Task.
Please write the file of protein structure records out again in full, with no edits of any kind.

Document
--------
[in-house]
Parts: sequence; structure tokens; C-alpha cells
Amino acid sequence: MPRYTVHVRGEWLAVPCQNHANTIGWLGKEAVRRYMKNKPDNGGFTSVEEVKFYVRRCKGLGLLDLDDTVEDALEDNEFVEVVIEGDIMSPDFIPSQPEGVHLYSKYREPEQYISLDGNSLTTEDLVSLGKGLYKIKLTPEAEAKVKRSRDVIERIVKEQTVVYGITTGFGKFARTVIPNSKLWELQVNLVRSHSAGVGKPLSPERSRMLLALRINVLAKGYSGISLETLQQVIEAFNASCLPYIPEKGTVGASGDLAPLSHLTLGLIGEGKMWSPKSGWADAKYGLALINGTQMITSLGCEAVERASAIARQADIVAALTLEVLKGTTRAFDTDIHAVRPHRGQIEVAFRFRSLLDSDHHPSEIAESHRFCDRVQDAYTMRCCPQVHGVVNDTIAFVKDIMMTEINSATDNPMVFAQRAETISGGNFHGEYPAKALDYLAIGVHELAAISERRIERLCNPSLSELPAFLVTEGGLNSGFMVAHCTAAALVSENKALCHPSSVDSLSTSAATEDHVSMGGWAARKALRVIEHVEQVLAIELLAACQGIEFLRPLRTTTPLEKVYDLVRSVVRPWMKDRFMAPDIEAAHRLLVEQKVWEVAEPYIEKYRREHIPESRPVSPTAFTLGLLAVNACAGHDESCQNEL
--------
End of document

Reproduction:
[in-house]
Parts: sequence; structure tokens; C-alpha cells
Amino acid sequence: MPRYTVHVRGEWLAVPCQNHANTIGWLGKEAVRRYMKNKPDNGGFTSVEEVKFYVRRCKGLGLLDLDDTVEDALEDNEFVEVVIEGDIMSPDFIPSQPEGVHLYSKYREPEQYISLDGNSLTTEDLVSLGKGLYKIKLTPEAEAKVKRSRDVIERIVKEQTVVYGITTGFGKFARTVIPNSKLWELQVNLVRSHSAGVGKPLSPERSRMLLALRINVLAKGYSGISLETLQQVIEAFNASCLPYIPEKGTVGASGDLAPLSHLTLGLIGEGKMWSPKSGWADAKYGLALINGTQMITSLGCEAVERASAIARQADIVAALTLEVLKGTTRAFDTDIHAVRPHRGQIEVAFRFRSLLDSDHHPSEIAESHRFCDRVQDAYTMRCCPQVHGVVNDTIAFVKDIMMTEINSATDNPMVFAQRAETISGGNFHGEYPAKALDYLAIGVHELAAISERRIERLCNPSLSELPAFLVTEGGLNSGFMVAHCTAAALVSENKALCHPSSVDSLSTSAATEDHVSMGGWAARKALRVIEHVEQVLAIELLAACQGIEFLRPLRTTTPLEKVYDLVRSVVRPWMKDRFMAPDIEAAHRLLVEQKVWEVAEPYIEKYRREHIPESRPVSPTAFTLGLLAVNACAGHDESCQNEL